emnized the marriage service in an im
pressive manner.
The wedding march was sweetly ren
dered by Mrs. Knox Harper.
The bride was dressed in a blue trav
eling, suit with hat to match and car
ried a bouquet of white carnations and
ferns.
About forty guests were present at
the nuptials, including relatives and
immediate friends. From this city Mr,
and Mrs. Hugh Harris and Mrs. Enloe
Chiles attended.
Refreshments of hot chocolate and
wafers were served the guests on en
tering.
The bride is a lady of popular graces
and accomplishments aud a social fa
vorite. . The groom is one of the coun
ty's stalwart young men, a resident of
the same vicinity near Rives.
Mr. and Mrs. Agnew are enjoying a
wedding trip to Waverly and other
points.
Quite a number of valuable presents
were received.
Ihe Lyric, under management of
Frank Cox, has the best film and mov
ing-picture service in the United States-.
Naylor Remains at Ranson's.
lur. wias. xsayior, lor many years
with Chas. Dietzel in the furniture and
undertaking business and now ..with J
L. Ranson & Son, asks us to say of the
impression created by the announce
ment that Mr. Jesse Lynn would be
with J. L. Ranson & Son that he was
no longer with the house is a mistake.
Mr. Naylor in still at the same place
ready to receive your orders, and there
are few who can give them better at
tention or more capable of handling
your business. He wishes his friends
and customers to know that he is yet to
be found with J. L. Ranson & Son.
Don't ask for credit. Walters. Cafe.
Memoriam.
On Jan. 24, 1909, the pearly gates of
Heaven stood ajar and the reaper Death
appeared in our midst to claim the spir
it of DeBow Crenshaw. Therefore, as
members of Beulah Sunday school, we
take this method of paying tribute to
his memory.
Resolved, That although his absence
from our midst brings sorrow and re
gret to us, there is comfort in knowing
that ho is now at rest, and we humbly
bow to Him who doeth all things well.
Resolved, That we cherish his mem
ory ana commend his qualities as a gen
tleman and his character as a boy wor
thy of imitation.
Resolved, That we may so discharge
our duties and live such Christian lives
that when the summons come we may
feel, as DeBow did, that "Heaven is
not far away. "
"Resolved, That a copy of these reso
lutions be recorded on our secretary's
book, copies sent to the Union City pa
pers and a copy to the bereaved family.
Dixie Corum,
Ruth Talley,
Ethel Henderson,
Committee.
Children are perfectly safe m visiting
the Lyric Theatre. The management
will give them personal attention.
First Christian Church.
The regular preaching services will be
held at the First Christian Church Sun
day morning and night, conducted by
the minister, J. J. Castleberry. The
evening service begins at 7.15 o'clock.
A cordial welcome will be extended to
all who come. All the parents and chil
dren connected with this church are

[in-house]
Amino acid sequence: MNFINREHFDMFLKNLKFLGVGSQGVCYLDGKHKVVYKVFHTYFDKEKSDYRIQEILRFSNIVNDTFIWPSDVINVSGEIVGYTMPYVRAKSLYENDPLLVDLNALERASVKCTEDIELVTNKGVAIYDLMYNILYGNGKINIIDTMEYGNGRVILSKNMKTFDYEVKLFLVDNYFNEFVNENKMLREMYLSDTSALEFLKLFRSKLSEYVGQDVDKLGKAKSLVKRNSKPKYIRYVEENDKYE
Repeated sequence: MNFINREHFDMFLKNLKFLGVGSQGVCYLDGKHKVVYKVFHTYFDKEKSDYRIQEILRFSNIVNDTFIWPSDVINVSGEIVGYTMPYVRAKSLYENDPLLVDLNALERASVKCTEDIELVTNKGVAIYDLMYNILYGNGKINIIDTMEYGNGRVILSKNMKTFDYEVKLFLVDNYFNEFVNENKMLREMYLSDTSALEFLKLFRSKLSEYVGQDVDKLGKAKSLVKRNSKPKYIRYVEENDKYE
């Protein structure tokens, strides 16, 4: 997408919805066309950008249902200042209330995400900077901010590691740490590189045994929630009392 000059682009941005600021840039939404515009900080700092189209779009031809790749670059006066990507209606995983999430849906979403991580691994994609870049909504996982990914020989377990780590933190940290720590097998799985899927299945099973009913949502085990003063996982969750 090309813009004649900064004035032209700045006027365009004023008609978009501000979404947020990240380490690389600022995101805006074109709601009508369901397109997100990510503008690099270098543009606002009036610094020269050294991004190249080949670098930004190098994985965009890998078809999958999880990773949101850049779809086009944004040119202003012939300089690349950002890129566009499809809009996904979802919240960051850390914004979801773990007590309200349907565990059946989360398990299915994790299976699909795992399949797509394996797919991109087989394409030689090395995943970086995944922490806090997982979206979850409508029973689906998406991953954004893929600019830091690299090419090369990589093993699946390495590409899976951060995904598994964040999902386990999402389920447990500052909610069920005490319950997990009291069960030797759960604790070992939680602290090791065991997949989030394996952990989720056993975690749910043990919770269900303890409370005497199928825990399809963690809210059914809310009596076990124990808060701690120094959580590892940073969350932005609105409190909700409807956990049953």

urged to attend the Sunday school.
The best new attractions always guar
anteed at the Lyric Theatre.
Cumberland Presbyterian Cluirch.
This is the last month of the fourth
year of the work of tho present pastor
in this congregation. Will not every
member help to make it the best month
of the four years? Regular services
next Sunday, morning and evening.
J. L. Hudgins.
Board of Mayor and Aldermen.
Water and lights for month ending
Jan 30, 1909:
Collections '. $2,7SG.54
Expenses $1, 200. 93
Balance to city's credit $1, 525.61
A motion was passed to take out
$14,000 insurance on the Water and
Light Plant.
Appropriations, $2,032.07.
Union Citv Ice & Coal Co. si ll .ill
kinds of fuel.
Pay Dahnke's Cafe a visit and you
wifl go back again.
Death Near Paducah.
Louis Chambers, nephew of Mrs. J.
F. Gregory, this city, died on the 28th
ult., at home near Padiicali. Tho
young man was a son of Prof. Cham
bers, who taught school in Union City
many years ago.
All kinds of Coal at Union Citv Ten
& Coal Co.
Elbert Foland and the Italian Boys.
The announcement that Mr. Foland
and the Italian Boys are available for
next season, is, fn itself, all that is nec
essary to assure the company of a most
prosperous year. The Italian Boys un
der Mr. Foland 's personal supervision
have become one of the strongest Ly
ceum attractions available. Regarding
the program, Mr. Fdland will offer not
only tho usual high-class program of
instrumental solos, duets and concerted
numbers in conjunction with his imper
sonations and readings, but that he has
arranged and will present for the first j
time the musical and literary fantasy,
A Night in Venice." The name in
itself suggests beautiful costumes, de
lightful vocal and instrumental selec
tions, blended with a story of an Amer
ican's life in the city of art and music.
They will appear at Reynolds Opera
House, Union City, Friday night, Feb.
12, 1909, auspices the Review Club.
List your
Beckham fe
ell the stuff.
property
Forester,
with Forester,
the men who
Oyster season now on at Dahnke's
Nailling Drug Co.
INSPECTED.
Last week the U. S. Pure Food and
Drug Inspector made a thorough in
spection of the Nailling Drug Co., from
the heavy chemical room to the pre
scription department, speaking in com
plimentary words.
He then went through the patent
and proprietary medicine department,
and when the inspection had been com-
pleted he said to the manager, I have
seen but few stores that conformed to
the Pure Food and Drue Act so per
fectly as this, the Nailling Drug Co."
Drue Co.
Nailling Building Telephone 223